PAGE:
Developing strategies to end hunger

9 posts from November 2009

New Hope for Malnourished Mothers and Children

The Administration continues to refine its Global Hunger and Food Security Initiative. The announcement at the G8 and subsequent emphasis on agriculture and food security is exciting and a welcome return to investing in areas that are critical to help people escape from poverty.

Bread for the World is urging the administration to include nutrition as a core area of emphasis in the new Initiative. The initial consultation document includes a substantial focus on nutrition, but as with all first drafts, it needs refinement. A recent briefing paper from the Institute, New Hope for Malnourished Mothers and Children, outlines further recommendations for the new initiative. Our recommendations include:

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SNAP to attention, America

The New York Times has an article about the dramatic rise in the number of people enrolled in the Food Stamp Program. In fact, this is a misnomer the Times perpetuates. The nation’s flagship nutrition program is now named SNAP, i.e. Supplemental Nutrition Assistance Program.

Several hundred words into the article, authors Jason DeParle and Robert Gebeloff explain the change had to due with the stigma associated with food stamps. Why then continue to perpetuate the food stamp brand by using the outdated name of the program instead of SNAP in the title of the article: "Food Stamp Use Soars, Stigma Fades"?

My concerns about the title aside, the article does a decent job of humanizing the problem of hunger in the United States. It includes some compelling stories. One of the people profiled is an electrician, whom I guess we could describe as the protagonist in the story, formerly too proud to seek help. Now, given his own troubles, he has had a change of heart about the people he used to think were just chiselers.

With most of his co-workers laid off, Greg Dawson, a third-generation electrician in rural Martinsville, considers himself lucky to still have a job. He works the night shift for a contracting firm, installing freezer lights in a chain of grocery stores. But when his overtime income vanished and his expenses went up, Mr. Dawson started skimping on meals to feed his wife and five children.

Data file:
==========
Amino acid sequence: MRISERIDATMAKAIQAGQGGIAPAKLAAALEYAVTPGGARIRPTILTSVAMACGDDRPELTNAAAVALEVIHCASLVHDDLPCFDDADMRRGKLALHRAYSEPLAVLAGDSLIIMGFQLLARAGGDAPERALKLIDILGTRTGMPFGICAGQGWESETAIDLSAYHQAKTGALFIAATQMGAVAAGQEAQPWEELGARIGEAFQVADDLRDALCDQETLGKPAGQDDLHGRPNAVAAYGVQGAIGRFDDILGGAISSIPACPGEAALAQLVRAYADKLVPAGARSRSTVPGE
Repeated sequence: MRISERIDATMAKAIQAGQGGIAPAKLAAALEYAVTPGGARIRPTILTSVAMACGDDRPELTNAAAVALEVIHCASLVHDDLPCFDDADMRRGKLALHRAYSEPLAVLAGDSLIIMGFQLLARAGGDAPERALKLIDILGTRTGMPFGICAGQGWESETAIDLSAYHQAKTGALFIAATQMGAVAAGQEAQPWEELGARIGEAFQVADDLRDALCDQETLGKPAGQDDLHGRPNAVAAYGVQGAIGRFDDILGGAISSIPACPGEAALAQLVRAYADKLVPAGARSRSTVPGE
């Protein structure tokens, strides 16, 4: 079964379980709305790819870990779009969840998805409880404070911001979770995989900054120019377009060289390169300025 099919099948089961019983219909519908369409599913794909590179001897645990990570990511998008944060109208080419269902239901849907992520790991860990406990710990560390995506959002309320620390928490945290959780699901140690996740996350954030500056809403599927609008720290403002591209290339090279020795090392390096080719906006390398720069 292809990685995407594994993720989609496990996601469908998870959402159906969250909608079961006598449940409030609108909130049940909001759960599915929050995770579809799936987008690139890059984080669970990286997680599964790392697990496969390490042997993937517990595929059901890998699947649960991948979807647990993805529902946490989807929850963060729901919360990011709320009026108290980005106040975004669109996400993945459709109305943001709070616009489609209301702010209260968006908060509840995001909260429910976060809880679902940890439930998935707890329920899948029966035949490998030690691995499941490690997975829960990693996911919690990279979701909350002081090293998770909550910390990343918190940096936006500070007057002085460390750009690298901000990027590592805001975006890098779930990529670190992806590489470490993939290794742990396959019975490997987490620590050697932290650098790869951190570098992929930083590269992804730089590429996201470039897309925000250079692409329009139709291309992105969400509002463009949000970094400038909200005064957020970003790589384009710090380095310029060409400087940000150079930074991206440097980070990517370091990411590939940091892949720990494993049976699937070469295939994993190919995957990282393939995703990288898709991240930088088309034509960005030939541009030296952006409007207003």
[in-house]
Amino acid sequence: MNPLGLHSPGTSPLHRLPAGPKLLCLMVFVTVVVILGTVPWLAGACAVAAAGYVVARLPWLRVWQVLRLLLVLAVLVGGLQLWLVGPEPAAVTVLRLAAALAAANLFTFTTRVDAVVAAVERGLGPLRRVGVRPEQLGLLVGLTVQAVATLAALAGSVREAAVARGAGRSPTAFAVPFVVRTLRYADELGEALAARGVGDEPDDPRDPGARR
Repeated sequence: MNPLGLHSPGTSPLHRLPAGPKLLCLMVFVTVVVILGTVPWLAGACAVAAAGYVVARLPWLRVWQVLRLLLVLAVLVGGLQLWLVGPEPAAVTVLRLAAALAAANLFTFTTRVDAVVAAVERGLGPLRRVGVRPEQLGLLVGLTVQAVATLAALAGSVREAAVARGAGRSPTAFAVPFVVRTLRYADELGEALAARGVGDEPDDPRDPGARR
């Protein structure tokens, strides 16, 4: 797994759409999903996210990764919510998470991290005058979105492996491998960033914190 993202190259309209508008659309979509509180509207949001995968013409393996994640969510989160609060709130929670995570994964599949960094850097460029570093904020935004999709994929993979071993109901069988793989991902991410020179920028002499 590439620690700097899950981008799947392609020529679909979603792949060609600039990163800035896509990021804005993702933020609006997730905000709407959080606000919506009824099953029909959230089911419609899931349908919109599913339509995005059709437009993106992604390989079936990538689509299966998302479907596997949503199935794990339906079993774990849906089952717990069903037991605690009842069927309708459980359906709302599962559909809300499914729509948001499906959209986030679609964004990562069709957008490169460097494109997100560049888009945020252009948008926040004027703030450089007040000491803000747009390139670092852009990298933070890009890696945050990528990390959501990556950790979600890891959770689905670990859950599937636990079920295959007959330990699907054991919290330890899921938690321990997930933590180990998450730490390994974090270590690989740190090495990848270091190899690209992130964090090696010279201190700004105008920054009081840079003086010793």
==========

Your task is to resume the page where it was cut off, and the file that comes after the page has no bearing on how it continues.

He tried to fill up on cereal and eggs. He ate a lot of Spam. Then he went to work with a grumbling stomach to shine lights on food he could not afford. When an outreach worker appeared at his son’s Head Start program, Mr. Dawson gave in.

“It’s embarrassing,” said Mr. Dawson, 29, a taciturn man with a wispy goatee who is so uneasy about the monthly benefit of $300 that he has not told his parents. “I always thought it was people trying to milk the system. But we just felt like we really needed the help right now.”

For readers who want to pour over lots of data, the article includes, or at least the online version does, SNAP usage rates in every county of the country, broken down by several useful indicators, like race, children, and rates of program growth since the start of the recession.

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President Obama's Decision to go to Copenhagen

Ending weeks and months of speculation, this morning President Obama announced that he will attend the UN  Conference on Climate Change in Copenhagen in December. This is a huge step and will add much needed political momentum. In the last few months, world leaders and climate negotiators have been lowering expectations for the conference. Hopes had been pinned on a legally binding agreement. When it became clear that that wasn't going to happen, hopes turned to the possibility of a political agreement. But without the United States and China committed to attend, just weeks ahead of the conference--even that looked impossible. This morning's announcement improves the possibility of a political agreement and that is good news for poor and hungry people.

UN Secretary General Ban Ki Moon linked climate change and hunger earlier this month at the UN's World Food Summit, saying “There cannot be food security without climate security." He and many leaders and analysts recognize the need for a coherent policy and approach to the energy, food security and climate challenges. The difficult part is getting to an agreement--too many special interests stand in the way--the voices of poor people and poor countries, the ones most affected by climate change, get drowned out. In many developing countries, agricultural production will be devastated by climate change--this will wreak havoc on the availability of food and on the ability of the majority of poor people, who live in rural areas, to earn an income from farming.

In the last two years we have seen a substantial rise in hunger due to rising food prices. Unless we deal with climate change, reduce global greenhouse gas emissions and help poor countries adapt to changes already underway, we will face great uncertainty in the world's food supply, reduced economic opportunity for the world's poor people and the risk of larger numbers of people living in hunger. Considering that just about 1 in 6 people in the world is hungry--that is a risk world leaders should not be willing to take.